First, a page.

Crazy Rich Asians, a Movie Review. Sort of

It’s the second movie I watched in the theatre so far this year, the first one being Jurassic Park. No no, third. The second was Sekala dan Niskala (my, I forgot to write a review!). Friends were asking me to go watch The Nun, Searching, and other movies. But I don’t like sad, horror, violent, or thriller movies. I knew nothing about Crazy Rich Asians, haven’t read the book, but a friend said, “Watch it. You’ll laugh hard.” So off I walked to the theatre and sat in the third row. Alone. Because. I. Lost. My. Glasses.

The first scene (Bible reading) instantly reminded me of Arisan., where wealthy ladies gathered, wearing cocktail gowns and bling. I got the sense that CRA ladies “flaunt” their earthly possessions subtly, whereas Arisan ladies clearly shows that they, except one, try to outdo each others’ look, like who is the peacock of us all. Lol.

The movie is about Rachel (yes, the lead character is a girl) whose boyfriend Nick, unknown to her, has endless wealth. He asked her to come to Singapore to attend Nick’s friend’s wedding. And the rest is about rejection and acceptance. And bling. Full of drama. And lol’s. The plot is very much Jane Austen’s Pride and Prejudice.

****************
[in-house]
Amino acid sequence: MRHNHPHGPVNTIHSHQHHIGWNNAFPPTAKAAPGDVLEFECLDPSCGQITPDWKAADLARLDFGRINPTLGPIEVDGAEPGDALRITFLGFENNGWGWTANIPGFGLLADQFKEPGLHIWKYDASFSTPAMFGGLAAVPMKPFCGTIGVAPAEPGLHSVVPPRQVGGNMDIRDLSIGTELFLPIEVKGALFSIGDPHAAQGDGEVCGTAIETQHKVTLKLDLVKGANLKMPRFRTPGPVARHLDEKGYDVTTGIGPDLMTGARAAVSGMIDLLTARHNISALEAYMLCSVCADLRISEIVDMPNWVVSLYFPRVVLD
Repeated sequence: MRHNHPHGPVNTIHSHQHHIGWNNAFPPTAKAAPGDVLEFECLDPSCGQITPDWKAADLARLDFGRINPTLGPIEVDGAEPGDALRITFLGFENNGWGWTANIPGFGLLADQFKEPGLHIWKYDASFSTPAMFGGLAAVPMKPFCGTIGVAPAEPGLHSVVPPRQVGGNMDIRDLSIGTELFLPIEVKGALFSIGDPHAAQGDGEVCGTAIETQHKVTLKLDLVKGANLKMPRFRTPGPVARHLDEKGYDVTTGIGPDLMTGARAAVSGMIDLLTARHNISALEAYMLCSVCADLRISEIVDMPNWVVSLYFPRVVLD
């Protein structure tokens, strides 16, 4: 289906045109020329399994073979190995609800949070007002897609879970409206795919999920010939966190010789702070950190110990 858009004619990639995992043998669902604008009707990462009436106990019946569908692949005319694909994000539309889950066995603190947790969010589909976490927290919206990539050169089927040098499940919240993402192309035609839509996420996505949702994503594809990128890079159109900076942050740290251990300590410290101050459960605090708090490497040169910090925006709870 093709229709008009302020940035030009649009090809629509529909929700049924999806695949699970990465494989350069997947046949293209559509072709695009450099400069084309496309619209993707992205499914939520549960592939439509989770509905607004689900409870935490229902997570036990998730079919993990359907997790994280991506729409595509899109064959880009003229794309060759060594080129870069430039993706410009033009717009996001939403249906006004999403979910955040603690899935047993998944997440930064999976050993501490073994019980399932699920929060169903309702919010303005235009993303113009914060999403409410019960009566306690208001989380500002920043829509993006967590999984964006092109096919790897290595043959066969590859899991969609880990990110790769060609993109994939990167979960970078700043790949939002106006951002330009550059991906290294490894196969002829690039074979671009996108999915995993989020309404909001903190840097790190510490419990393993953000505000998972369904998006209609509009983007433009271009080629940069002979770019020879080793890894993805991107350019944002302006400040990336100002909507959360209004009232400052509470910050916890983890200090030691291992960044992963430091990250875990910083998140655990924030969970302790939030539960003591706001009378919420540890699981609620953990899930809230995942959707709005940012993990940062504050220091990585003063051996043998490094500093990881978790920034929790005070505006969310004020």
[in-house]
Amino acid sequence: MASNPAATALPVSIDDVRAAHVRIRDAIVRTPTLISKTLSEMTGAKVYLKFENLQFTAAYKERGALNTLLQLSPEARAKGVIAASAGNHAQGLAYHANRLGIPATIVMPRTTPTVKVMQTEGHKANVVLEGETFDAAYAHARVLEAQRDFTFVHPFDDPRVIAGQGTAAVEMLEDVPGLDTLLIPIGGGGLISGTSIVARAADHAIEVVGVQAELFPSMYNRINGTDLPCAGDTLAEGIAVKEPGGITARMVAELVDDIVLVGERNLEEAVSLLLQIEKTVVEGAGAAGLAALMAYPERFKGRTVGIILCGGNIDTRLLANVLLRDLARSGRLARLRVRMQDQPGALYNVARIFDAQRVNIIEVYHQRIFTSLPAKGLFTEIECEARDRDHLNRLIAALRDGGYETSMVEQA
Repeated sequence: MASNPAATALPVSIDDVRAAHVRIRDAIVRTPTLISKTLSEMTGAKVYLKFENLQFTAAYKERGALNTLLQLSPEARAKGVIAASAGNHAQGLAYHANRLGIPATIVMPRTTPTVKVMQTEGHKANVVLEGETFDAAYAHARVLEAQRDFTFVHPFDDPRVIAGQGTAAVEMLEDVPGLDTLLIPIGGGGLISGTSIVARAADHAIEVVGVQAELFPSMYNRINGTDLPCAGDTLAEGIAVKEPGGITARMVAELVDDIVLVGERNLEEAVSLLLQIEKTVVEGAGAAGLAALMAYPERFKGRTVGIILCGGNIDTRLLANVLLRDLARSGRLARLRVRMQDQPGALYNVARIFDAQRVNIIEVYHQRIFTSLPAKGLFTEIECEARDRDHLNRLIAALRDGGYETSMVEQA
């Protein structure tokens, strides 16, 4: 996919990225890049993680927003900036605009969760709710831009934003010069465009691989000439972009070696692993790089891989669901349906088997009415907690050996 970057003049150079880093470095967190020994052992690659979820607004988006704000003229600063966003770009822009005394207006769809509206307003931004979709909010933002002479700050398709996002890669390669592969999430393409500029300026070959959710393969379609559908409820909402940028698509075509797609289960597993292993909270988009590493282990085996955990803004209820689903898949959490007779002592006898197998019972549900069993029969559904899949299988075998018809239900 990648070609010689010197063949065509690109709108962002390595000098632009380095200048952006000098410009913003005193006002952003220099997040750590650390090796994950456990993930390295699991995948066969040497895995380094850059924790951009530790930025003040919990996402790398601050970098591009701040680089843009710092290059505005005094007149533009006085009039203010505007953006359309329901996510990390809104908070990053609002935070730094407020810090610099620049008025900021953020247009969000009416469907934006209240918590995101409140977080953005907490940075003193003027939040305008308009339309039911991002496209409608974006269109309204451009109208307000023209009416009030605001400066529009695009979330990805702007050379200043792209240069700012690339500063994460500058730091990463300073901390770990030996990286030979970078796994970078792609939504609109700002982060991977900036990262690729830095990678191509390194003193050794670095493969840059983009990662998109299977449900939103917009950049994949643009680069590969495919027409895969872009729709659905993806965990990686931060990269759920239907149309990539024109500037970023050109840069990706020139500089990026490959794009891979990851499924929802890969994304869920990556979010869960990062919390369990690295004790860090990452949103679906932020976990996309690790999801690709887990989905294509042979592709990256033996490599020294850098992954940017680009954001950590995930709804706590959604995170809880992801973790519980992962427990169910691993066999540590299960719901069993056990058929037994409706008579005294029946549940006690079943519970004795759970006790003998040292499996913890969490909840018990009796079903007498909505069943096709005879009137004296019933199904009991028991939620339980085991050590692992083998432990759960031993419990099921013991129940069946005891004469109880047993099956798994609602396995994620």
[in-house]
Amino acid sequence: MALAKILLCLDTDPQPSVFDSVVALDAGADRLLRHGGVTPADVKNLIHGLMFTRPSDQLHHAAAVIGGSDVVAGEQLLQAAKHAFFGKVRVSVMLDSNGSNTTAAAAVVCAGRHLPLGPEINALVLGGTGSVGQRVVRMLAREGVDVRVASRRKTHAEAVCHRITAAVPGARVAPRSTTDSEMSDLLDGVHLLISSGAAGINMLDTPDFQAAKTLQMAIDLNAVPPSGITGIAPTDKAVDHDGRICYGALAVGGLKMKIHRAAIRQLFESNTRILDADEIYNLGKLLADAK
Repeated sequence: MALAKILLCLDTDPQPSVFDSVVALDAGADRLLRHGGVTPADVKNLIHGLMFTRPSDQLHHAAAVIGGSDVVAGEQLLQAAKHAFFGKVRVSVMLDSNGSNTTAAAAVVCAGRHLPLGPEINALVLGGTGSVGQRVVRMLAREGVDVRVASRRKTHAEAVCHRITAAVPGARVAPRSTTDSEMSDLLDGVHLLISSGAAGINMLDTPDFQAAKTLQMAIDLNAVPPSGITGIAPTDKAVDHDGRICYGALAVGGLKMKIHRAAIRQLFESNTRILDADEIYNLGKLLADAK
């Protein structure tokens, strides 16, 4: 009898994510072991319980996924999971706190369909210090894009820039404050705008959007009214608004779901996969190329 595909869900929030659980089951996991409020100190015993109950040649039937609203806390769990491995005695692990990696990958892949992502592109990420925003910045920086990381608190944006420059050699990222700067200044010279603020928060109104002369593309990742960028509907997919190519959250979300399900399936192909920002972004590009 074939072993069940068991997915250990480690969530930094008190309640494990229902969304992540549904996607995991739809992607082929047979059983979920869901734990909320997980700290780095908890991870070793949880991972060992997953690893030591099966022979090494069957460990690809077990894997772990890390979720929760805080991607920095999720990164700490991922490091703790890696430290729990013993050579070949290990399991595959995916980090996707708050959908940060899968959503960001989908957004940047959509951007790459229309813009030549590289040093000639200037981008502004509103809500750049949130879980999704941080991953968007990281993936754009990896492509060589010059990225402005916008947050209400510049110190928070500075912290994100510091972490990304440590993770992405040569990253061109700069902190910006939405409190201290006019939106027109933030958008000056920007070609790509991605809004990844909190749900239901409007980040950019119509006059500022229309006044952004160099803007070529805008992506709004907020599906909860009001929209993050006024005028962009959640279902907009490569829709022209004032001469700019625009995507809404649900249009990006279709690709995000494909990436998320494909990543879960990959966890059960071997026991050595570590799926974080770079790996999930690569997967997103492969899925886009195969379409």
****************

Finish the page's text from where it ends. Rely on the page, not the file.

Crazy Rich Asians is indeed entertaining (loved the soundtrack too, especially the jazzy tunes sung by Jasmine Chen). Some scenes are so relatable, like when people checked Rachel’s background. And how people got friendlier (or otherwise) to Rachel upon learning who she is dating. Here (and probably elsewhere) people the same, checking others’ bibit (“Is s/he of high or low birth?”), bebet (“She dresses well”), bobot (“Who are his parents? Are they rich?”). That is human after all. And I laughed hard at the brashness in some dialogs, like when (?) asked to which Chu family Rachel belongs. People here (and probably elsewhere) could be that shameless.

Many scenes, like the wedding scene, are….how to say? Over the top. And what can not not over the top when it comes to what money can buy? After the movie, friends were talking about how rich people they know spent their wealth. I only said to them that I only covet Astrid’s earrings which cost SGD1.2 m. It could buy me tickets around the world!

I did not understand the mahjong scene but it did remind me a lot of Joy Luck Club, both the movie and the book. But what do those tiles mean? Clearly, the director wanted moviegoers to talk about it. And I bet the author is a fan of Amy Tan.